Seltzer's Notebook: Blossomgame, Shepard, VanVleet

by Brian Seltzer Reporter

What’s in a Name, Blossomgame?
Among those prospects aspiring to break into the NBA this season, perhaps no one has a more apropos last name for this current stage of his life than a 6’7” tall, 215 pound forward from Clemson.

“I have no idea where it comes from, but I get a lot of questions about it,” Jaron Blossomgame said of his surname following the Sixers’ six-player pre-draft workout Friday at the Philadelphia College of Osteopathic Medicine.

“I think it’s very simple, though. If you look at it, it’s just ‘blossom’ and ‘game,’ but people always mess it up.”

The Alpharetta, Georgia native has certainly seen his game evolve at the college level over the last three years.  He ranked third in the Atlantic Coast Conference in scoring as a junior, posting 18.7 points per game, and was sixth in rebounding, grabbing 8.2 boards per outing.  

Named the ACC’s Most Improved Player this past March, Blossomgame likens his style of play to that of San Antonio Spurs small forward Kawhi Leonard, the back-to-back NBA Defensive Player of the Year. 

“I want to show I’m versatile,” said Blossomgame.  “I can guard, two’s, three’s, four’s, my ability to shoot the ball and make plays off the dribble.”

Friday’s session with the Sixers was Blossomgame’s fifth pre-draft workout.  He said he has two more to go, with the Spurs and Phoenix Suns.

“My body feels fine,” he said.   “I’ve been doing a good job taking care of it.  It’s kind of tough mentally trying to manage everything, going through different time zones, trying to get enough sleep, and stay ready for these workouts.”

Blossomgame will have until the May 25th deadline to determine whether to keep his name in the draft pool, or return to Clemson for his senior season.  

Shepard Shares Likens Game to Leonard, for Good Reason
Whether at the NBA Draft Combine, or the Philadelphia College of Osteopathic Medicine, where the Sixers formally began holding pre-draft workouts this past week, many combo forward prospects have cited a specific skill as the one they strive to showcase to teams, and a particular player as the one they aim to emulate in the pros.

The skill in question is two-way “versatility,” and the player is Kawhi Leonard, the San Antonio Spurs’ All-Star.

Winston Shepard falls into this category.  However, unlike many of his peer NBA hopefuls who claim to be versatile and admirers of Leonard, Shepard actually has a direct connection to Leonard, who has emerged as a breakout performer over the last three years.  

Shepard and Leonard both played collegiately for San Diego State.  Shepard’s freshman season was in 2012-2013, two seasons after Leonard left following his sophomore campaign.  Per Shepard, the two have developed a line of communication.

“I’ve spoken to him a handful of times,” said the All-Mountain West Conference Second-Team selection.  “I’ve worked out with him a couple of times.  I definitely try to pattern my game after him, and more importantly, I try to pattern my work ethic.  He’s a very hard worker.  You can see where he’s taken his game to.  If I can do that, then I think I’ll be fine.”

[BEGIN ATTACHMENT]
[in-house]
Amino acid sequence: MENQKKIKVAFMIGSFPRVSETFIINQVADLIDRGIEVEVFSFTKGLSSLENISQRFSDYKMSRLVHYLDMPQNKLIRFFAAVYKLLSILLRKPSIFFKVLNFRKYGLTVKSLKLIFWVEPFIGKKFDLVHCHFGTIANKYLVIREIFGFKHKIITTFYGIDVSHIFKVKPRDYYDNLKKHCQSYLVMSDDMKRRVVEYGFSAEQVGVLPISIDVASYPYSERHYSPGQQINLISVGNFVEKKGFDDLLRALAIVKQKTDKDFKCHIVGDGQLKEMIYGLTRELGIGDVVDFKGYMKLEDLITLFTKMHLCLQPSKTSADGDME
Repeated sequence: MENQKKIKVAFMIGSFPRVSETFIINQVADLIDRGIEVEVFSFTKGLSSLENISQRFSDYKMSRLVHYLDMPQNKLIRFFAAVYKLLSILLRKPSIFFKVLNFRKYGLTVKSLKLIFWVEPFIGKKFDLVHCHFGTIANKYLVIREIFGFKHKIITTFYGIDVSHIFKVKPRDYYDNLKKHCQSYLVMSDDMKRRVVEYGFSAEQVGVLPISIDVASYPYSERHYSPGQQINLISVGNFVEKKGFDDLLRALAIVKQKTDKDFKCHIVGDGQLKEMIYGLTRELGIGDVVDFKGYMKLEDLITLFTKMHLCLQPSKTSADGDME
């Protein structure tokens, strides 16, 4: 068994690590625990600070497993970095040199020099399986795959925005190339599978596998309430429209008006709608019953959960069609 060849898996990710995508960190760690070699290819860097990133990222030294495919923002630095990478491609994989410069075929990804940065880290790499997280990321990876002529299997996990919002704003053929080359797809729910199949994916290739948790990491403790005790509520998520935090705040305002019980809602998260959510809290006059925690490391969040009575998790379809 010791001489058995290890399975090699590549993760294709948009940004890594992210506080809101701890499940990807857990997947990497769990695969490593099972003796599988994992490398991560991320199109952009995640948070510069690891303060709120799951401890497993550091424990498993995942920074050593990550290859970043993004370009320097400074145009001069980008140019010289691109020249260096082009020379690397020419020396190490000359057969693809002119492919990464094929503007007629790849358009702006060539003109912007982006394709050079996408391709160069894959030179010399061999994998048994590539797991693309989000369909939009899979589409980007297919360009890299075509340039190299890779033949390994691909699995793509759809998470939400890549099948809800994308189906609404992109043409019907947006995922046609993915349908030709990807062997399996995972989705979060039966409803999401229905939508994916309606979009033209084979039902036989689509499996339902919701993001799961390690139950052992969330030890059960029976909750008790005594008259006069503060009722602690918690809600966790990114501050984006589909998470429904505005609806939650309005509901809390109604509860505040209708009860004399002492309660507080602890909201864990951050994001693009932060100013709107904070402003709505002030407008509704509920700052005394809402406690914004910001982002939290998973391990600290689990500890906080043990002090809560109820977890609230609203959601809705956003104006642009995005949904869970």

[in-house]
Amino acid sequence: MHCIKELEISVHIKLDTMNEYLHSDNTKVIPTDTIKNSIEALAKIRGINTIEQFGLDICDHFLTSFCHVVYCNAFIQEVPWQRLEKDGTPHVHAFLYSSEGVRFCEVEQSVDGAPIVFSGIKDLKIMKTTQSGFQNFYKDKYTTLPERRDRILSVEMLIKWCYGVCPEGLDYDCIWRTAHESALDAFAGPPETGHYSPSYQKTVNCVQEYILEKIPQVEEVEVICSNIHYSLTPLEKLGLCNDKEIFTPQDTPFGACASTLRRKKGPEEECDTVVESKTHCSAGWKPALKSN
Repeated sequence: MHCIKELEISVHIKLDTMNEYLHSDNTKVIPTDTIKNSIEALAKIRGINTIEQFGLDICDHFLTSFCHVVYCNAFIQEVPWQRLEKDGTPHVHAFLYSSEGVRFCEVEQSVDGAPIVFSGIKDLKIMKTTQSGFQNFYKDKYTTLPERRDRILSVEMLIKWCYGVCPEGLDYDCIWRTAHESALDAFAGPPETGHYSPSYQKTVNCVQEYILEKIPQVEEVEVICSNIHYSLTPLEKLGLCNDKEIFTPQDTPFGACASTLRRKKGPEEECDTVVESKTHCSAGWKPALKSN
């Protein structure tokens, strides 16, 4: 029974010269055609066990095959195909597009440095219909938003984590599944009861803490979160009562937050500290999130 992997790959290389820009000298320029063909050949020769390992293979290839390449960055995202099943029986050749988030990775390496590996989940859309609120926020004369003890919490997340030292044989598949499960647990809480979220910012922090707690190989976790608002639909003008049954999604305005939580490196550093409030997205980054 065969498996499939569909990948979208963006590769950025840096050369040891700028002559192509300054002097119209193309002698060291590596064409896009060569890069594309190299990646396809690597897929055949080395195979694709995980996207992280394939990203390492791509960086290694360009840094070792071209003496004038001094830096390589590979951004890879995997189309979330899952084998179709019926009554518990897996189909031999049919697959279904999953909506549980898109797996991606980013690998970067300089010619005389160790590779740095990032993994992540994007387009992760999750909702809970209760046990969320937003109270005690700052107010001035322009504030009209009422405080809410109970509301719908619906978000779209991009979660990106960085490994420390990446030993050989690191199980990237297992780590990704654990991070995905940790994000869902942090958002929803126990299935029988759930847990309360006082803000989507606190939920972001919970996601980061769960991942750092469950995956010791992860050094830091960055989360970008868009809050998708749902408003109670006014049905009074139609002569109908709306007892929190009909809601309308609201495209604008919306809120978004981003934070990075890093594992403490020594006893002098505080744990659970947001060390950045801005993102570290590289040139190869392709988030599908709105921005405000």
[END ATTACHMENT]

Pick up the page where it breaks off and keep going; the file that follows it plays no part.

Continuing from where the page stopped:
Shepard produced 11.3 points, 6.4 rebounds, and 3.1 assists in 28.8 minutes per game as a senior.  He played especially well in the final month of the Aztecs’ season, helping lead the club to an appearance in the NIT final.  In SDSU’s win over IPFW in the opening round of the tournament, he generated a 10 points, 10 rebounds, and 12 assists.  The triple-double was a feat that not even Leonard accomplished in his two years with the program.

“That’s what I’ve been doing my entire career, even back to high school I led [Findlay Prep] in triple-doubles,” Shepard said.   “Definitely just wanted to show that ability.  I think that’s my greatest selling point, that I can do a multitude of different things well.  I just wanted to show that.”

Just like the former Aztec Leonard has done to an elite extreme in the NBA.   

VanVleet Takes Pride in College Achievements
Fred VanVleet had a pretty good four-year run under Gregg Marshall at Wichita State.  As a rookie, the 6’0” tall, 195 pound point guard appeared in all of the Shockers’ 39 games during their run to the Final Four, where they lost to eventual champion Louisville.  Assuming a starting role in his sophomore campaign, VanVleet helped Wichita State climb as high as the second spot in the Associated Press national poll, and was tabbed Missouri Valley Conference Player of the Year.

“You could thank Cleanthony Early for that,” said VanVleet, referring to his former teammate and forward who’s appeared in 56 outings for the New York Knicks the past two years.  “He made me look pretty good, him and [Wichita State shooting guard] Ron Baker.  I got that award based off of those guys making me look pretty good.”

The Shockers achieved top-10 status again in both VanVleet’s junior and senior years.  He racked up his second MVC Player of the Year honor this spring, after averaging 12.2 points, 5.5 assists, and 1.8 steals per game.

“To win [the award] again as a senior, it’s pretty special as well,” VanVleet said following Friday’s workout for the Sixers.   “Our conference doesn’t get a lot of respect from the outside media.  It was pretty special to get those awards.”

In addition to making four consecutive NCAA Tournament appearances with VanVleet running the show, the Shockers have clinched the last three MVC regular season crowns.  

“I take extreme pride in that,” said VanVleet.  “It’s probably the most thing I’m proud of is the mark that we’ve left, and the relationship that I still have with those guys, every teammate that I’ve ever played with there, and the coaching staff as well.  I’ll take those with me for a while.”